Walt Disney’s Disney + streaming service now has over 50 million paid subscribers around the world, the company said on Wednesday. It underlines the broad appeal of Disney’s franchises—Pixar, Marvel, Star Wars, and more—and its ability to heavily market Disney+ to audiences across the globe.
Disney stock (ticker: DIS) jumped 7% in after-hours trading Wednesday. The shares were down 32% in 2020 through Wednesday’s close, versus a 15% year-to-date decline for the S&P 500 and 18% for the Dow Jones Industrial Average.
Disney+ launched in the U.S. on Nov. 12, and Disney revealed that it had received 10 million sign-ups for the service in the first day of launching. When Disney released its fiscal first-quarter 2020 earnings in early February, the company said it had 28.6 million users.
Disney’s other streaming services—Hulu and ESPN+—had 37 million users combined at the end of 2019, the last moment for which Disney disclosed numbers. By comparison, Netflix (NFLX) finished 2019 with 167 million subscribers worldwide, including 61 million in the U.S.
International subscriber growth appears to have contributed a fair amount of the push to 50 million for Disney+. The streaming service is now available in over a dozen countries, including most of Western Europe. Disney said Wednesday that about 8 million subscribers are in India alone, where the service launched last week and is offered in a package with the popular Hotstar—which Disney acquired along with the majority of then-21st Century Fox’s entertainment assets as part of a massive deal last year.
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“We’re truly humbled that Disney+ is resonating with millions around the globe, and believe this bodes well for our continued expansion throughout Western Europe and into Japan and all of Latin America later this year,” Kevin Mayer, chairman of Disney direct-to-consumer unit, said in a statement. “Great storytelling inspires and uplifts, and we are in the fortunate position of being able to deliver a vast array of great entertainment rooted in joy and optimism on Disney+.”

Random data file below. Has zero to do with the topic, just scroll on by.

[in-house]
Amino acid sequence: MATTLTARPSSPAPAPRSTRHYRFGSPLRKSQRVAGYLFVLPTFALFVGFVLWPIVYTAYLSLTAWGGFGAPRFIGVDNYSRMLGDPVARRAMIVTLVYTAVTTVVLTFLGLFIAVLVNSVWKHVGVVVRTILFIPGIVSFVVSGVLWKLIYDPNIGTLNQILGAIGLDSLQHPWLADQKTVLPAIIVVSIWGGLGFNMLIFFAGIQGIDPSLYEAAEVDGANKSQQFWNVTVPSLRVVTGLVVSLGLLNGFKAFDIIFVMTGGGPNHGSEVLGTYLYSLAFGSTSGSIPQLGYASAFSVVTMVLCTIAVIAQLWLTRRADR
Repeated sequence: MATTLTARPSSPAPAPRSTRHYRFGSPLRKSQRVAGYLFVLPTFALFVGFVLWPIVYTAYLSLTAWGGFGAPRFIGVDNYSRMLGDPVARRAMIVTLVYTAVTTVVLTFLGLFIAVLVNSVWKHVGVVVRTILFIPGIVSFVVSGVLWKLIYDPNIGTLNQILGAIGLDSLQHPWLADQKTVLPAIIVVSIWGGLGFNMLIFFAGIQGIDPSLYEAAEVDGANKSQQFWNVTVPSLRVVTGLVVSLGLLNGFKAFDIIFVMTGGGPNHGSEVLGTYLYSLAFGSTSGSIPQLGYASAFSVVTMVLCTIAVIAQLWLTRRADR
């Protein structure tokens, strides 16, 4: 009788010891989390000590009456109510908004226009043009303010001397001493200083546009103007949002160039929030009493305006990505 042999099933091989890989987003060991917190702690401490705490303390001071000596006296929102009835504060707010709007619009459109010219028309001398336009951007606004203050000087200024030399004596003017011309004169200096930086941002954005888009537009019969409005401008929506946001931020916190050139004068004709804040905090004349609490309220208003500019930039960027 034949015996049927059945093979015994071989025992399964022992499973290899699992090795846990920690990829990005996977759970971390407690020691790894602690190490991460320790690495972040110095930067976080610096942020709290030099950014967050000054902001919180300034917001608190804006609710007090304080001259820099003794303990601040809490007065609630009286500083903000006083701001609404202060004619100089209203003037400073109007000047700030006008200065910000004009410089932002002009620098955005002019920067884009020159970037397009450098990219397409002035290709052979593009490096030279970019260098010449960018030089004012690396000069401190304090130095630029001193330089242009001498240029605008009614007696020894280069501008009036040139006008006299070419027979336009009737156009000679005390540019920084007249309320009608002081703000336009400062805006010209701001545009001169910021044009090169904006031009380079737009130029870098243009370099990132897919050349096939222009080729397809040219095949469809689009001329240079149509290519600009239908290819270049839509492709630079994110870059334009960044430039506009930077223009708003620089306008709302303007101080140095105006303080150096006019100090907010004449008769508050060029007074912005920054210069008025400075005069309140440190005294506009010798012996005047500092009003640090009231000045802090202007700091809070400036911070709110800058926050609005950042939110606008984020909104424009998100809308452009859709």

Fifty million subscribers in five months is good news for Disney for sure. But it won’t come close to saving the media and entertainment giant’s 2020.
Disney is facing pressure from practically all sides thanks to the coronavirus pandemic. Movie theaters are closed around the world, delaying new film releases. Companies pulling back on spending are slashing their advertising budgets, hitting Disney’s networks. ESPN in particular is hurting, without live sports to broadcast. Theme parks like Disneyland are closed, and Disney’s cruises aren’t operating.
All those new subscribers won’t help offset losses in other divisions—they’re not yet profitable for Disney.
Disney+ costs $6.99 a month or $69.99 annually, about half the cost of Netflix. It includes new and library titles from Disney, Pixar, Marvel, Star Wars, and National Geographic.
Write to Nicholas Jasinski at firstname.lastname@example.org